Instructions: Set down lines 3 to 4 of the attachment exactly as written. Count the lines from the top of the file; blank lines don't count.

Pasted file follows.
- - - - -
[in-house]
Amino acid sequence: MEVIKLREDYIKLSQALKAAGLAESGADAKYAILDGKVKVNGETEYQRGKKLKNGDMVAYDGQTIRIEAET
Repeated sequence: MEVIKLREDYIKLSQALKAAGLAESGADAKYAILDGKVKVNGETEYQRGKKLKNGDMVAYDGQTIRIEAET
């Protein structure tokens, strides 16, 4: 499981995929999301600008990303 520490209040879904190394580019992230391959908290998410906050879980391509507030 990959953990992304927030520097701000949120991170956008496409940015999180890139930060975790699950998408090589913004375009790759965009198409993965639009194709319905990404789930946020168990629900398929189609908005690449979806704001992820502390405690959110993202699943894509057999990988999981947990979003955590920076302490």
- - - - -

Repeated sequence: MEVIKLREDYIKLSQALKAAGLAESGADAKYAILDGKVKVNGETEYQRGKKLKNGDMVAYDGQTIRIEAET
């Protein structure tokens, strides 16, 4: 499981995929999301600008990303 520490209040879904190394580019992230391959908290998410906050879980391509507030 990959953990992304927030520097701000949120991170956008496409940015999180890139930060975790699950998408090589913004375009790759965009198409993965639009194709319905990404789930946020168990629900398929189609908005690449979806704001992820502390405690959110993202699943894509057999990988999981947990979003955590920076302490």